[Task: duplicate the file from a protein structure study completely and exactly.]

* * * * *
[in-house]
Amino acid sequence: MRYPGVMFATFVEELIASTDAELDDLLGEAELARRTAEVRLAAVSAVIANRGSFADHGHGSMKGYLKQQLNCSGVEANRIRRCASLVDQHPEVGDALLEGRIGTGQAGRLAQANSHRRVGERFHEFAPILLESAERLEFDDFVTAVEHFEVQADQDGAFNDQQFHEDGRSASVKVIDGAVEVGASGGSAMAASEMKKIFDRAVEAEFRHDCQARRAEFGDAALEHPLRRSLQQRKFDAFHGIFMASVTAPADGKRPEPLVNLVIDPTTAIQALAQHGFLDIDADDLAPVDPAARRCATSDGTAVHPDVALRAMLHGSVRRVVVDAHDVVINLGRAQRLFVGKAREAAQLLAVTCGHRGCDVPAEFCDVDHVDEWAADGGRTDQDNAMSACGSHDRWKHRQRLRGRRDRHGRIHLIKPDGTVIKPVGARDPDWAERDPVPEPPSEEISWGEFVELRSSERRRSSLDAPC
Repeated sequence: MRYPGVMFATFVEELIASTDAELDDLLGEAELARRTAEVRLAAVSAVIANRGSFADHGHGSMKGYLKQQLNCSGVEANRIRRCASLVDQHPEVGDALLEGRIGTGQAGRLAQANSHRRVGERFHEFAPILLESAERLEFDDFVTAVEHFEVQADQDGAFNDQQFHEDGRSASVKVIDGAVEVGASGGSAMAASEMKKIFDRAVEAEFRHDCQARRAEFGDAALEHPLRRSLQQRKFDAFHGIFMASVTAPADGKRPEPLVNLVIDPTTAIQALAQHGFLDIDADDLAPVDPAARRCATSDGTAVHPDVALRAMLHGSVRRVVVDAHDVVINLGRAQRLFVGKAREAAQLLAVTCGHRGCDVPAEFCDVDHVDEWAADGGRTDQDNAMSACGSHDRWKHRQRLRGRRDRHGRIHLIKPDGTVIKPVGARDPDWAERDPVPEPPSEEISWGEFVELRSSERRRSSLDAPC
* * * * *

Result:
[in-house]
Amino acid sequence: MRYPGVMFATFVEELIASTDAELDDLLGEAELARRTAEVRLAAVSAVIANRGSFADHGHGSMKGYLKQQLNCSGVEANRIRRCASLVDQHPEVGDALLEGRIGTGQAGRLAQANSHRRVGERFHEFAPILLESAERLEFDDFVTAVEHFEVQADQDGAFNDQQFHEDGRSASVKVIDGAVEVGASGGSAMAASEMKKIFDRAVEAEFRHDCQARRAEFGDAALEHPLRRSLQQRKFDAFHGIFMASVTAPADGKRPEPLVNLVIDPTTAIQALAQHGFLDIDADDLAPVDPAARRCATSDGTAVHPDVALRAMLHGSVRRVVVDAHDVVINLGRAQRLFVGKAREAAQLLAVTCGHRGCDVPAEFCDVDHVDEWAADGGRTDQDNAMSACGSHDRWKHRQRLRGRRDRHGRIHLIKPDGTVIKPVGARDPDWAERDPVPEPPSEEISWGEFVELRSSERRRSSLDAPC
Repeated sequence: MRYPGVMFATFVEELIASTDAELDDLLGEAELARRTAEVRLAAVSAVIANRGSFADHGHGSMKGYLKQQLNCSGVEANRIRRCASLVDQHPEVGDALLEGRIGTGQAGRLAQANSHRRVGERFHEFAPILLESAERLEFDDFVTAVEHFEVQADQDGAFNDQQFHEDGRSASVKVIDGAVEVGASGGSAMAASEMKKIFDRAVEAEFRHDCQARRAEFGDAALEHPLRRSLQQRKFDAFHGIFMASVTAPADGKRPEPLVNLVIDPTTAIQALAQHGFLDIDADDLAPVDPAARRCATSDGTAVHPDVALRAMLHGSVRRVVVDAHDVVINLGRAQRLFVGKAREAAQLLAVTCGHRGCDVPAEFCDVDHVDEWAADGGRTDQDNAMSACGSHDRWKHRQRLRGRRDRHGRIHLIKPDGTVIKPVGARDPDWAERDPVPEPPSEEISWGEFVELRSSERRRSSLDAPC